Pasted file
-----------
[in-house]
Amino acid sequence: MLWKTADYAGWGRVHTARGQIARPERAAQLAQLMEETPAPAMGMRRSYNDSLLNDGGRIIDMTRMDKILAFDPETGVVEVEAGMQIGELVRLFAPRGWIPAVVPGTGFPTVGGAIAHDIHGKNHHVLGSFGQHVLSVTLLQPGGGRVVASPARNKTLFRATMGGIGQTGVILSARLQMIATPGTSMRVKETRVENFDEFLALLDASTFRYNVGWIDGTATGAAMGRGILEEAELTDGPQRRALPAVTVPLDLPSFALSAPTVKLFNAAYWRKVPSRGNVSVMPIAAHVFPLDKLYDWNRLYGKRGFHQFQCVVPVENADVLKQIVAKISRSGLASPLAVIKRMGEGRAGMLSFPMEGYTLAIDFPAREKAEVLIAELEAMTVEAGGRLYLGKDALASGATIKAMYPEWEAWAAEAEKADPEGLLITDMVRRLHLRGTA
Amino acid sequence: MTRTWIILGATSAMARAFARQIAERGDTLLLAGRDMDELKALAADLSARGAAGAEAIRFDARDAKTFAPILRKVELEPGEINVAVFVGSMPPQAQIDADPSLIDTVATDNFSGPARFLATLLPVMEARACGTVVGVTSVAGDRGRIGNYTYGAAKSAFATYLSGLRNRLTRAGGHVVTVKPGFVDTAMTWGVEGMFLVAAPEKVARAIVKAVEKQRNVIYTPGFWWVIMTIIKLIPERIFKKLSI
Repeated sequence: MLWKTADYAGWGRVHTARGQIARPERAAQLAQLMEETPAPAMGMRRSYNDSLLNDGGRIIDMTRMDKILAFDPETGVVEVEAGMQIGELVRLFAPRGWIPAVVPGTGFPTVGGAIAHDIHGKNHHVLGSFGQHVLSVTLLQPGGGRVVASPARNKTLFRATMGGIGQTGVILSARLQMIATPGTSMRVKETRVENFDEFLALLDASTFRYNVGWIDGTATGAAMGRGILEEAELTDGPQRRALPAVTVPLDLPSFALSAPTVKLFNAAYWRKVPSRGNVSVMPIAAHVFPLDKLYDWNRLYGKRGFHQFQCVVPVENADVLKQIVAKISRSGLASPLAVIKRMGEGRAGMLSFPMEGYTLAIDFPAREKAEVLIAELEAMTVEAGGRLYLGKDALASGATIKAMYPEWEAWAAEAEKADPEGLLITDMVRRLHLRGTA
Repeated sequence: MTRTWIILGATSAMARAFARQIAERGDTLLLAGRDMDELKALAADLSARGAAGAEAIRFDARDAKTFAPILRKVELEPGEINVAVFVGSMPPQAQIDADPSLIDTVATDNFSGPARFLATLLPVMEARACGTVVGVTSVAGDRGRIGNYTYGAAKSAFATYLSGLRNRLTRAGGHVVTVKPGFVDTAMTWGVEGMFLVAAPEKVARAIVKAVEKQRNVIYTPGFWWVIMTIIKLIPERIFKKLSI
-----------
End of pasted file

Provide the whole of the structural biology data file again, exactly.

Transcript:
[in-house]
Amino acid sequence: MLWKTADYAGWGRVHTARGQIARPERAAQLAQLMEETPAPAMGMRRSYNDSLLNDGGRIIDMTRMDKILAFDPETGVVEVEAGMQIGELVRLFAPRGWIPAVVPGTGFPTVGGAIAHDIHGKNHHVLGSFGQHVLSVTLLQPGGGRVVASPARNKTLFRATMGGIGQTGVILSARLQMIATPGTSMRVKETRVENFDEFLALLDASTFRYNVGWIDGTATGAAMGRGILEEAELTDGPQRRALPAVTVPLDLPSFALSAPTVKLFNAAYWRKVPSRGNVSVMPIAAHVFPLDKLYDWNRLYGKRGFHQFQCVVPVENADVLKQIVAKISRSGLASPLAVIKRMGEGRAGMLSFPMEGYTLAIDFPAREKAEVLIAELEAMTVEAGGRLYLGKDALASGATIKAMYPEWEAWAAEAEKADPEGLLITDMVRRLHLRGTA
Amino acid sequence: MTRTWIILGATSAMARAFARQIAERGDTLLLAGRDMDELKALAADLSARGAAGAEAIRFDARDAKTFAPILRKVELEPGEINVAVFVGSMPPQAQIDADPSLIDTVATDNFSGPARFLATLLPVMEARACGTVVGVTSVAGDRGRIGNYTYGAAKSAFATYLSGLRNRLTRAGGHVVTVKPGFVDTAMTWGVEGMFLVAAPEKVARAIVKAVEKQRNVIYTPGFWWVIMTIIKLIPERIFKKLSI
Repeated sequence: MLWKTADYAGWGRVHTARGQIARPERAAQLAQLMEETPAPAMGMRRSYNDSLLNDGGRIIDMTRMDKILAFDPETGVVEVEAGMQIGELVRLFAPRGWIPAVVPGTGFPTVGGAIAHDIHGKNHHVLGSFGQHVLSVTLLQPGGGRVVASPARNKTLFRATMGGIGQTGVILSARLQMIATPGTSMRVKETRVENFDEFLALLDASTFRYNVGWIDGTATGAAMGRGILEEAELTDGPQRRALPAVTVPLDLPSFALSAPTVKLFNAAYWRKVPSRGNVSVMPIAAHVFPLDKLYDWNRLYGKRGFHQFQCVVPVENADVLKQIVAKISRSGLASPLAVIKRMGEGRAGMLSFPMEGYTLAIDFPAREKAEVLIAELEAMTVEAGGRLYLGKDALASGATIKAMYPEWEAWAAEAEKADPEGLLITDMVRRLHLRGTA
Repeated sequence: MTRTWIILGATSAMARAFARQIAERGDTLLLAGRDMDELKALAADLSARGAAGAEAIRFDARDAKTFAPILRKVELEPGEINVAVFVGSMPPQAQIDADPSLIDTVATDNFSGPARFLATLLPVMEARACGTVVGVTSVAGDRGRIGNYTYGAAKSAFATYLSGLRNRLTRAGGHVVTVKPGFVDTAMTWGVEGMFLVAAPEKVARAIVKAVEKQRNVIYTPGFWWVIMTIIKLIPERIFKKLSI